Beech Street Bistro’s Laura Huntsman said traffic has slowed quite a bit and they’ve had to cancel their live music performances in attempt to stay under the state’s guidance to limit gatherings to 50 people. 

They haven’t had any trouble getting supplies except for hand sanitizer, Huntsman said, but she has even had customers offer to purchase the hand sanitizer that they have placed at the checkout counter for customers to use.

As businesses are beginning to take guidance from the state to limit exposure to sick people, workers are beginning to be impacted. One man, who requested his name not be used because he was unsure of his employment situation, said he was sent home because he coughed at work.

Others are worried because changes in employment may have a negative cascading effect on their finances.

Tasha Dorcy said she and her family are panicking because they just purchased a home and people are getting sent home daily from her husband’s work without pay.

“We have a household of five with only one income to provide for us, and that’s scary,” Dorcy said.

The virus is even affecting former Georgia Pacific workers who were laid off last year. The workers were recently approved for Trade Adjustment Assistance, and the on-the-site meetings with representatives that were scheduled were moved to online and telephone operations.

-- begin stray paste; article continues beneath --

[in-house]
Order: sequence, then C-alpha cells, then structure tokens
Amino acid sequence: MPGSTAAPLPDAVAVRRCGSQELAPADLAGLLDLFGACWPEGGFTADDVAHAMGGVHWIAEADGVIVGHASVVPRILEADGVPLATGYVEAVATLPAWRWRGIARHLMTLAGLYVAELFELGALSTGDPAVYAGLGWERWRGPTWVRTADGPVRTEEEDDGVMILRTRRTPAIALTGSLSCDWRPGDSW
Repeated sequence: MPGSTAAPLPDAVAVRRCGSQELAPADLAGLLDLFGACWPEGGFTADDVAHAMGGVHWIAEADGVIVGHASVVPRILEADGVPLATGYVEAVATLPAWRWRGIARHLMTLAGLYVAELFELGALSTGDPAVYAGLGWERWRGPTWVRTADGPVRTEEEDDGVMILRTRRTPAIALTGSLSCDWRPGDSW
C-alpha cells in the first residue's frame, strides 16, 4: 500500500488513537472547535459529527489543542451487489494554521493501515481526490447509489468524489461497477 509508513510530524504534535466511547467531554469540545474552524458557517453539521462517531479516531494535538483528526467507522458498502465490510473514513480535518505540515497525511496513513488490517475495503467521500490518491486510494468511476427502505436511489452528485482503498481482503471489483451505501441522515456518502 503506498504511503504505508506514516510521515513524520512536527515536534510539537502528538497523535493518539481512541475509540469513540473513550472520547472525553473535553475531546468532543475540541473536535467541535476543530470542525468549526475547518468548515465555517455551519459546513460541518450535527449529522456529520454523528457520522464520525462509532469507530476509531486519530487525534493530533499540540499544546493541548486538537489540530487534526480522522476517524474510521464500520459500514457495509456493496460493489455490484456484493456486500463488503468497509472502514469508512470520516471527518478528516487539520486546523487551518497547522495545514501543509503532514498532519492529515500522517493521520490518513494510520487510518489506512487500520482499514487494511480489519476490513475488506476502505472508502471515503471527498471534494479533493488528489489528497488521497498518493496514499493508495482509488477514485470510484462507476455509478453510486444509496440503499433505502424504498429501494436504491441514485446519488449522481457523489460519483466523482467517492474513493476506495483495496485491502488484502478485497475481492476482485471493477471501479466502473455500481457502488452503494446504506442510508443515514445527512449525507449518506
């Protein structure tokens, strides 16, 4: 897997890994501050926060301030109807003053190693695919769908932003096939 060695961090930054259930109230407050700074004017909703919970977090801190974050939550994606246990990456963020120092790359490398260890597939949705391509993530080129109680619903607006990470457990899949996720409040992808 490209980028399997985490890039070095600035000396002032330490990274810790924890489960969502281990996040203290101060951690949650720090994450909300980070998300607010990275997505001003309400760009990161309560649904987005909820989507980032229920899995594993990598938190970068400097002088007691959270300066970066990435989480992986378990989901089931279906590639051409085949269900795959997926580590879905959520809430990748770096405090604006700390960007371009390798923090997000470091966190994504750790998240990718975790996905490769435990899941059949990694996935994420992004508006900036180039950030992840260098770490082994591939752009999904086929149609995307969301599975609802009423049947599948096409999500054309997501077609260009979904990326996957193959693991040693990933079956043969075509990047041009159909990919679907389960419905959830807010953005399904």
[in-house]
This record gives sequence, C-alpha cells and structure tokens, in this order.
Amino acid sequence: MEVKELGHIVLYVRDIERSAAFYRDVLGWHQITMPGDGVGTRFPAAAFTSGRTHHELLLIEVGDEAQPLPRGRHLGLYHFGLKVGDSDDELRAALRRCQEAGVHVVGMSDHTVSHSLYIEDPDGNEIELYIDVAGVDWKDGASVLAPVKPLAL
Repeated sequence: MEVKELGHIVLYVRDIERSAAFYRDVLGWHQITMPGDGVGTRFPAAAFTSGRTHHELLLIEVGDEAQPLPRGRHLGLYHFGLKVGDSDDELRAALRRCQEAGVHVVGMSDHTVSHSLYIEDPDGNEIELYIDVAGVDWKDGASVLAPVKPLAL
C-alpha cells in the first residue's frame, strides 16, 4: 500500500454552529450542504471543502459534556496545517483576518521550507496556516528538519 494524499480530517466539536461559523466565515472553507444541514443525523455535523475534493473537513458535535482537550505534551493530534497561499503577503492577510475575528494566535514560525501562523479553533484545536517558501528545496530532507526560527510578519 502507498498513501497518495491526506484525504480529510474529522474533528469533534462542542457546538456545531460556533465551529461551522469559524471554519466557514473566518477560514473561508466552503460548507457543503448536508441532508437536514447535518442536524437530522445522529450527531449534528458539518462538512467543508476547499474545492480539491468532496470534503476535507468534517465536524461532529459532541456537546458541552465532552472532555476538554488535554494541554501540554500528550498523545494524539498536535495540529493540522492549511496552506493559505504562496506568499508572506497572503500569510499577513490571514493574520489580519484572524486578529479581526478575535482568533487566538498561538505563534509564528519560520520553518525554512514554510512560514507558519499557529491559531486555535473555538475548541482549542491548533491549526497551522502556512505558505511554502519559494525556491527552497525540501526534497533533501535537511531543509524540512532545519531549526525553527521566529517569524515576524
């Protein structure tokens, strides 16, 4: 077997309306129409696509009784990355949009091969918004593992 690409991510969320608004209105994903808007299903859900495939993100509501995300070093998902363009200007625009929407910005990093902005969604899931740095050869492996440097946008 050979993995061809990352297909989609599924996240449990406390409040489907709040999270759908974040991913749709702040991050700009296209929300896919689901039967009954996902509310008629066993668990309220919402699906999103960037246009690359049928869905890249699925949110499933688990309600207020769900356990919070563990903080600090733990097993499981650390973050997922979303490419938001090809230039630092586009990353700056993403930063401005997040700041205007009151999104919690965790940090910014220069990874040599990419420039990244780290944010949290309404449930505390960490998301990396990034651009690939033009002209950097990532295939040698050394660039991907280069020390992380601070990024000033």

The University of Arkansas—Monticello has transitioned to online classes, and both of the public libraries in the county are closed to the general public. The Crossett library is offering curbside checkout and some other services by appointment. The Ashley County Library is offering library cards online so patrons can access ebooks through the Overdrive app.

Doctors’ offices and Ashley County Medical Center began screening patients before allowing them to walk in the door of their facilities.

A hospital spokesperson said ACMC is working with the Arkansas Department of Health and keeping abreast of information from the Centers for Disease Control and Prevention.

“ACMC asks that patients call ahead to the clinics and ER if you are experiencing a respiratory illness before arriving,” the spokesperson said.  

“We are attempting to limit the number of unannounced arrivals so proper precautions can be taken for patients, our staff, and other patients in waiting areas.  

“Some low-risk patients with very mild symptoms similar to the common cold may be directed to treat supportively at home without a visit to the doctor.  This is to reduce exposure to other patients and healthcare personnel, as well as to preserve limited resources.  

“For patients requiring a doctor’s visit you will be instructed regarding appointment times, points of entry into the facility, et cetera.  

“If you are to be seen in the ER or at an ACMC Clinic, expect to be given a mask upon arrival and instructions on how to wear it.  This will help prevent further transmission from ill patients to other patients and staff members.”

The hospital is also asking that no one use the ER entrance between 7 a.m. and 7 p.m. unless they are going to be treated as an ER patient.